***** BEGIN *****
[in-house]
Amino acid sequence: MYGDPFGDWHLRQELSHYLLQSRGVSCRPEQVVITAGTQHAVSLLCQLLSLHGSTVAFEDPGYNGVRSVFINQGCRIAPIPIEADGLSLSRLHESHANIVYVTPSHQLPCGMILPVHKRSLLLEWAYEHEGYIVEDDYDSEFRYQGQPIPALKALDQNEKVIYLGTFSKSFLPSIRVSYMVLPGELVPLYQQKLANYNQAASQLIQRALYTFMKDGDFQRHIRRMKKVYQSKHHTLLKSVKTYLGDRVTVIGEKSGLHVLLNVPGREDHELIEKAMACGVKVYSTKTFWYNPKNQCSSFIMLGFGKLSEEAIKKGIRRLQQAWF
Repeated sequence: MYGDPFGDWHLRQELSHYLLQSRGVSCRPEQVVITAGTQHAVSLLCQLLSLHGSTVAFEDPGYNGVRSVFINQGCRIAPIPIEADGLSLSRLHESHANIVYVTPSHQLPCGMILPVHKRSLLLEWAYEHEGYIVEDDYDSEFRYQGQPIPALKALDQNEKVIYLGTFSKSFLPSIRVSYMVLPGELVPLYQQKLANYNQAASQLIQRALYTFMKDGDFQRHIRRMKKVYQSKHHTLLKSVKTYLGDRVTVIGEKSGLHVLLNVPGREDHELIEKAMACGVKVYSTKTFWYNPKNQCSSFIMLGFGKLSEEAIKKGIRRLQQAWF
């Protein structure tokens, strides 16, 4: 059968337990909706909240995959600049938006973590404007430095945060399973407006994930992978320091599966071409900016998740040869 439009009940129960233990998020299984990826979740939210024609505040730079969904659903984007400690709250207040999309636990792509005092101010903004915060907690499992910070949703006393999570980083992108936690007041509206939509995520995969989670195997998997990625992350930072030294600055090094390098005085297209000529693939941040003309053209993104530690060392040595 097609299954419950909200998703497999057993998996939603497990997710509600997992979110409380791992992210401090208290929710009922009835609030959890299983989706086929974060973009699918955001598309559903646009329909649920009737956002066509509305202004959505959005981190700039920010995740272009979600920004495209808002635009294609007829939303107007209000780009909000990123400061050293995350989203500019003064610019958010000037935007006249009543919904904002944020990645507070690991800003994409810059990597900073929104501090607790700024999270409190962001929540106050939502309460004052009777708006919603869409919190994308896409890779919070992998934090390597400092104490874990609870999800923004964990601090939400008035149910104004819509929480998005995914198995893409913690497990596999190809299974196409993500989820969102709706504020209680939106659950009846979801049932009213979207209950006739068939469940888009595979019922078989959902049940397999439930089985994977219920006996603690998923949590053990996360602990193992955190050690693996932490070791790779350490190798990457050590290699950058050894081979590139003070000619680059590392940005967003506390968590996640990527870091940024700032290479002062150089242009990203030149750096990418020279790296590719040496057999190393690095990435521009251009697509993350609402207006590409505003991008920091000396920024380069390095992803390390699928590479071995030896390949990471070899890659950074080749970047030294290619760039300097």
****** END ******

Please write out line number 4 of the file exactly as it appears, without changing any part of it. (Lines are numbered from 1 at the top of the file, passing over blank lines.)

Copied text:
């Protein structure tokens, strides 16, 4: 059968337990909706909240995959600049938006973590404007430095945060399973407006994930992978320091599966071409900016998740040869 439009009940129960233990998020299984990826979740939210024609505040730079969904659903984007400690709250207040999309636990792509005092101010903004915060907690499992910070949703006393999570980083992108936690007041509206939509995520995969989670195997998997990625992350930072030294600055090094390098005085297209000529693939941040003309053209993104530690060392040595 097609299954419950909200998703497999057993998996939603497990997710509600997992979110409380791992992210401090208290929710009922009835609030959890299983989706086929974060973009699918955001598309559903646009329909649920009737956002066509509305202004959505959005981190700039920010995740272009979600920004495209808002635009294609007829939303107007209000780009909000990123400061050293995350989203500019003064610019958010000037935007006249009543919904904002944020990645507070690991800003994409810059990597900073929104501090607790700024999270409190962001929540106050939502309460004052009777708006919603869409919190994308896409890779919070992998934090390597400092104490874990609870999800923004964990601090939400008035149910104004819509929480998005995914198995893409913690497990596999190809299974196409993500989820969102709706504020209680939106659950009846979801049932009213979207209950006739068939469940888009595979019922078989959902049940397999439930089985994977219920006996603690998923949590053990996360602990193992955190050690693996932490070791790779350490190798990457050590290699950058050894081979590139003070000619680059590392940005967003506390968590996640990527870091940024700032290479002062150089242009990203030149750096990418020279790296590719040496057999190393690095990435521009251009697509993350609402207006590409505003991008920091000396920024380069390095992803390390699928590479071995030896390949990471070899890659950074080749970047030294290619760039300097």